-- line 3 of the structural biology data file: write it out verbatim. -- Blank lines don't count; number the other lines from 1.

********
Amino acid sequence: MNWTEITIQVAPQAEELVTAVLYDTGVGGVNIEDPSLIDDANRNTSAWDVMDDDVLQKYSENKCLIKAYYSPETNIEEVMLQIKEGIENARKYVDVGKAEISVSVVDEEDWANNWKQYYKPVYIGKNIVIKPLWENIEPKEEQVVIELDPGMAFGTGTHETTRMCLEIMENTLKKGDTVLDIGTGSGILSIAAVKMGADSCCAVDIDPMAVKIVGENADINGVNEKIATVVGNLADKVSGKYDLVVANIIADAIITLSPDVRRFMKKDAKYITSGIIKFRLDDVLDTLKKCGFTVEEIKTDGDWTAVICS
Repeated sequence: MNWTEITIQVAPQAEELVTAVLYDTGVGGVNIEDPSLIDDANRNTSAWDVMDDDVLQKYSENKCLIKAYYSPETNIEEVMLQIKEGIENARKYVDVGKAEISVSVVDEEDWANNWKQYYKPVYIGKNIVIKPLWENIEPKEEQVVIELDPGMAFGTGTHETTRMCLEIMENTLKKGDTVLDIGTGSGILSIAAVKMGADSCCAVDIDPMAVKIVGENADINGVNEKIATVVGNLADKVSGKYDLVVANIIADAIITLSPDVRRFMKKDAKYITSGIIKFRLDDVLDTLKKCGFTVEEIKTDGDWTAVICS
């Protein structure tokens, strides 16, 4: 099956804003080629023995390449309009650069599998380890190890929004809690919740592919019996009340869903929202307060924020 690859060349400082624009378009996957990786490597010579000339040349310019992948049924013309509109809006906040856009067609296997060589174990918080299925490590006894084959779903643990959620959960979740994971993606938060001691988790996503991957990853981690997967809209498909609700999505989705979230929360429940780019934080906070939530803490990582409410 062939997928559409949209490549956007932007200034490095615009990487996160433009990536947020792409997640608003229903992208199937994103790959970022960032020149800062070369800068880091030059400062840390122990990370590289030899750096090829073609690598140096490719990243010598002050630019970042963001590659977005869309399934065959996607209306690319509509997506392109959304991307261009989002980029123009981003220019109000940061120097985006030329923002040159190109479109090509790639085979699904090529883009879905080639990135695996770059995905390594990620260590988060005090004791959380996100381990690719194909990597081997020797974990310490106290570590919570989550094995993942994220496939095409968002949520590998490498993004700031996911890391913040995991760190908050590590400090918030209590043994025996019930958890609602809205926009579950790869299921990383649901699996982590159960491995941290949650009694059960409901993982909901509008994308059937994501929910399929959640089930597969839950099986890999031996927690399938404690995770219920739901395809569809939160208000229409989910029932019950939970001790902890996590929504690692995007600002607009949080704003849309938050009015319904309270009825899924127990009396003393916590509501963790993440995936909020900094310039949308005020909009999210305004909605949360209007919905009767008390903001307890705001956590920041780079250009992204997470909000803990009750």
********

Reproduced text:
């Protein structure tokens, strides 16, 4: 099956804003080629023995390449309009650069599998380890190890929004809690919740592919019996009340869903929202307060924020 690859060349400082624009378009996957990786490597010579000339040349310019992948049924013309509109809006906040856009067609296997060589174990918080299925490590006894084959779903643990959620959960979740994971993606938060001691988790996503991957990853981690997967809209498909609700999505989705979230929360429940780019934080906070939530803490990582409410 062939997928559409949209490549956007932007200034490095615009990487996160433009990536947020792409997640608003229903992208199937994103790959970022960032020149800062070369800068880091030059400062840390122990990370590289030899750096090829073609690598140096490719990243010598002050630019970042963001590659977005869309399934065959996607209306690319509509997506392109959304991307261009989002980029123009981003220019109000940061120097985006030329923002040159190109479109090509790639085979699904090529883009879905080639990135695996770059995905390594990620260590988060005090004791959380996100381990690719194909990597081997020797974990310490106290570590919570989550094995993942994220496939095409968002949520590998490498993004700031996911890391913040995991760190908050590590400090918030209590043994025996019930958890609602809205926009579950790869299921990383649901699996982590159960491995941290949650009694059960409901993982909901509008994308059937994501929910399929959640089930597969839950099986890999031996927690399938404690995770219920739901395809569809939160208000229409989910029932019950939970001790902890996590929504690692995007600002607009949080704003849309938050009015319904309270009825899924127990009396003393916590509501963790993440995936909020900094310039949308005020909009999210305004909605949360209007919905009767008390903001307890705001956590920041780079250009992204997470909000803990009750």